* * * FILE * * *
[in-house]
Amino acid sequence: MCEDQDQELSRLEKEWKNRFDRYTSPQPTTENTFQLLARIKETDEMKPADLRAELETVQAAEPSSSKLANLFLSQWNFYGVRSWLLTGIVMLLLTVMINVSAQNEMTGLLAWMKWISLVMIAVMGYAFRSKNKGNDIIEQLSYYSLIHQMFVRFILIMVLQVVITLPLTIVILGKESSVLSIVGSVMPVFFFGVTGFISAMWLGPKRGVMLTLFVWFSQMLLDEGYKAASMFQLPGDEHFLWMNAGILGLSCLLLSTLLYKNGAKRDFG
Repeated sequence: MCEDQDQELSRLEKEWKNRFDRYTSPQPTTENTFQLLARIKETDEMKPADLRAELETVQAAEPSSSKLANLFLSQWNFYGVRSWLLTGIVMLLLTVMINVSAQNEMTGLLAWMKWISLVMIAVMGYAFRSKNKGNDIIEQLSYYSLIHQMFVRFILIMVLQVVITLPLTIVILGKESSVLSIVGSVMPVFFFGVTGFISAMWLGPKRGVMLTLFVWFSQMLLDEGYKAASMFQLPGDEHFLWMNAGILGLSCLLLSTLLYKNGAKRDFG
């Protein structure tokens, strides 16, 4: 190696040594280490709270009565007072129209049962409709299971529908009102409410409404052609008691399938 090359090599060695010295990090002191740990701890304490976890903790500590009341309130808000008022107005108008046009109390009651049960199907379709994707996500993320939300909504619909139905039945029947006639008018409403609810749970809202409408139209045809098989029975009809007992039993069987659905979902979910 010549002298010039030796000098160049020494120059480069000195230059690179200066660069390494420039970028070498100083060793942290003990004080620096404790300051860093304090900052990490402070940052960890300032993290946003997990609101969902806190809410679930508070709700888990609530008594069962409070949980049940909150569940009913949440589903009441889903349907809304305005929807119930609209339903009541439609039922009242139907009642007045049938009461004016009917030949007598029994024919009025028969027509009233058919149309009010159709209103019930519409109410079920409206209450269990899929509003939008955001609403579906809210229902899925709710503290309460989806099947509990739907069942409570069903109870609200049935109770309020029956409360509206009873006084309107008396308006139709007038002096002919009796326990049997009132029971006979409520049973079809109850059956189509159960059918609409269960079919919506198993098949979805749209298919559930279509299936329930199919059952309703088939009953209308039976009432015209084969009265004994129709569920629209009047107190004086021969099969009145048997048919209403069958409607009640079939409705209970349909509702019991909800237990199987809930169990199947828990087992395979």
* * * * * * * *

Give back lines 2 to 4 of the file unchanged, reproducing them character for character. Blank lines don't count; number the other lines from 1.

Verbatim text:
Amino acid sequence: MCEDQDQELSRLEKEWKNRFDRYTSPQPTTENTFQLLARIKETDEMKPADLRAELETVQAAEPSSSKLANLFLSQWNFYGVRSWLLTGIVMLLLTVMINVSAQNEMTGLLAWMKWISLVMIAVMGYAFRSKNKGNDIIEQLSYYSLIHQMFVRFILIMVLQVVITLPLTIVILGKESSVLSIVGSVMPVFFFGVTGFISAMWLGPKRGVMLTLFVWFSQMLLDEGYKAASMFQLPGDEHFLWMNAGILGLSCLLLSTLLYKNGAKRDFG
Repeated sequence: MCEDQDQELSRLEKEWKNRFDRYTSPQPTTENTFQLLARIKETDEMKPADLRAELETVQAAEPSSSKLANLFLSQWNFYGVRSWLLTGIVMLLLTVMINVSAQNEMTGLLAWMKWISLVMIAVMGYAFRSKNKGNDIIEQLSYYSLIHQMFVRFILIMVLQVVITLPLTIVILGKESSVLSIVGSVMPVFFFGVTGFISAMWLGPKRGVMLTLFVWFSQMLLDEGYKAASMFQLPGDEHFLWMNAGILGLSCLLLSTLLYKNGAKRDFG
């Protein structure tokens, strides 16, 4: 190696040594280490709270009565007072129209049962409709299971529908009102409410409404052609008691399938 090359090599060695010295990090002191740990701890304490976890903790500590009341309130808000008022107005108008046009109390009651049960199907379709994707996500993320939300909504619909139905039945029947006639008018409403609810749970809202409408139209045809098989029975009809007992039993069987659905979902979910 010549002298010039030796000098160049020494120059480069000195230059690179200066660069390494420039970028070498100083060793942290003990004080620096404790300051860093304090900052990490402070940052960890300032993290946003997990609101969902806190809410679930508070709700888990609530008594069962409070949980049940909150569940009913949440589903009441889903349907809304305005929807119930609209339903009541439609039922009242139907009642007045049938009461004016009917030949007598029994024919009025028969027509009233058919149309009010159709209103019930519409109410079920409206209450269990899929509003939008955001609403579906809210229902899925709710503290309460989806099947509990739907069942409570069903109870609200049935109770309020029956409360509206009873006084309107008396308006139709007038002096002919009796326990049997009132029971006979409520049973079809109850059956189509159960059918609409269960079919919506198993098949979805749209298919559930279509299936329930199919059952309703088939009953209308039976009432015209084969009265004994129709569920629209009047107190004086021969099969009145048997048919209403069958409607009640079939409705209970349909509702019991909800237990199987809930169990199947828990087992395979």